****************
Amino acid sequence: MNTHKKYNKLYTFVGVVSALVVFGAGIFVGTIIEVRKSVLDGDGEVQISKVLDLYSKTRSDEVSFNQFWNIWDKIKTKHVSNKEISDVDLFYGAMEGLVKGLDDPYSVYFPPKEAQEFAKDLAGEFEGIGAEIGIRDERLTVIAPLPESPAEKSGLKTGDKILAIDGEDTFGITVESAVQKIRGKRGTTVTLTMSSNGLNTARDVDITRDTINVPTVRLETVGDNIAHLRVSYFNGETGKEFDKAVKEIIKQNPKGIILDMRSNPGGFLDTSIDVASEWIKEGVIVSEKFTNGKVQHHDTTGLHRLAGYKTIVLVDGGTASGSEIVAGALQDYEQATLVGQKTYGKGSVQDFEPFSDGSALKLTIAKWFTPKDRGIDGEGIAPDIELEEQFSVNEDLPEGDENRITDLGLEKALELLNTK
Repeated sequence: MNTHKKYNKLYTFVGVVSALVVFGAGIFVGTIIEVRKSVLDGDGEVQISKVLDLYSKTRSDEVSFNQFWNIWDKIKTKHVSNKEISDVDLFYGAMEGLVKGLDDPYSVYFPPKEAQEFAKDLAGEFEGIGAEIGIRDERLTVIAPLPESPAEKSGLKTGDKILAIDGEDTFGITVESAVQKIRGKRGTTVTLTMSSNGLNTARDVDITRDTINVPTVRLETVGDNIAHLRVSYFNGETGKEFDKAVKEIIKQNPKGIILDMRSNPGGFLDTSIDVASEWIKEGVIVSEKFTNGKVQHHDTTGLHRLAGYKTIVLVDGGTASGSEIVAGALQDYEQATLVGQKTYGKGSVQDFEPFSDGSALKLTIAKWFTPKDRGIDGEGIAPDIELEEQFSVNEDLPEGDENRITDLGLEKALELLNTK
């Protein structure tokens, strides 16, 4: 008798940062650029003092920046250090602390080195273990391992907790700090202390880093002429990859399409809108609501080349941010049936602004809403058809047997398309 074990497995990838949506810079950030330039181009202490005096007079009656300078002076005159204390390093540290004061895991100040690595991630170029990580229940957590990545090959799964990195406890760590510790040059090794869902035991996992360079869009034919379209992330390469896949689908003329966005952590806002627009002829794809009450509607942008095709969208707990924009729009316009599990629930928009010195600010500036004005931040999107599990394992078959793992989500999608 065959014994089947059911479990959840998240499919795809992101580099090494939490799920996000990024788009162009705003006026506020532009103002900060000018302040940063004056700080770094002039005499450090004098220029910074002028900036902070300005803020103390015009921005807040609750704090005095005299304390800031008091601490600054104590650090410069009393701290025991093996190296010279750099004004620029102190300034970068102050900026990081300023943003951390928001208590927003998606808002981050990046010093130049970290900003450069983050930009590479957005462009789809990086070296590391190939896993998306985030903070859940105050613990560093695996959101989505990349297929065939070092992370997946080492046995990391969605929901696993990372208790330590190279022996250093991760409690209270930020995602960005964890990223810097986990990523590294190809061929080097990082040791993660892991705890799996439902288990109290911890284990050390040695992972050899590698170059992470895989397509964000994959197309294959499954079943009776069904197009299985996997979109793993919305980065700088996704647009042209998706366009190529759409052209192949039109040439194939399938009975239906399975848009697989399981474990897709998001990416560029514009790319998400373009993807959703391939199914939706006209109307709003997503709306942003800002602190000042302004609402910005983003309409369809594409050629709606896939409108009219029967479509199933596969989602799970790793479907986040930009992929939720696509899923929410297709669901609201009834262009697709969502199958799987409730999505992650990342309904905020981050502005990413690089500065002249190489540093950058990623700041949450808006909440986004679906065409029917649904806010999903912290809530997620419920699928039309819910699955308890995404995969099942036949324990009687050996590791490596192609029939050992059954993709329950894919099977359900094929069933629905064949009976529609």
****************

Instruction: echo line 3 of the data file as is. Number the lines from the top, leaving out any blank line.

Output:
């Protein structure tokens, strides 16, 4: 008798940062650029003092920046250090602390080195273990391992907790700090202390880093002429990859399409809108609501080349941010049936602004809403058809047997398309 074990497995990838949506810079950030330039181009202490005096007079009656300078002076005159204390390093540290004061895991100040690595991630170029990580229940957590990545090959799964990195406890760590510790040059090794869902035991996992360079869009034919379209992330390469896949689908003329966005952590806002627009002829794809009450509607942008095709969208707990924009729009316009599990629930928009010195600010500036004005931040999107599990394992078959793992989500999608 065959014994089947059911479990959840998240499919795809992101580099090494939490799920996000990024788009162009705003006026506020532009103002900060000018302040940063004056700080770094002039005499450090004098220029910074002028900036902070300005803020103390015009921005807040609750704090005095005299304390800031008091601490600054104590650090410069009393701290025991093996190296010279750099004004620029102190300034970068102050900026990081300023943003951390928001208590927003998606808002981050990046010093130049970290900003450069983050930009590479957005462009789809990086070296590391190939896993998306985030903070859940105050613990560093695996959101989505990349297929065939070092992370997946080492046995990391969605929901696993990372208790330590190279022996250093991760409690209270930020995602960005964890990223810097986990990523590294190809061929080097990082040791993660892991705890799996439902288990109290911890284990050390040695992972050899590698170059992470895989397509964000994959197309294959499954079943009776069904197009299985996997979109793993919305980065700088996704647009042209998706366009190529759409052209192949039109040439194939399938009975239906399975848009697989399981474990897709998001990416560029514009790319998400373009993807959703391939199914939706006209109307709003997503709306942003800002602190000042302004609402910005983003309409369809594409050629709606896939409108009219029967479509199933596969989602799970790793479907986040930009992929939720696509899923929410297709669901609201009834262009697709969502199958799987409730999505992650990342309904905020981050502005990413690089500065002249190489540093950058990623700041949450808006909440986004679906065409029917649904806010999903912290809530997620419920699928039309819910699955308890995404995969099942036949324990009687050996590791490596192609029939050992059954993709329950894919099977359900094929069933629905064949009976529609």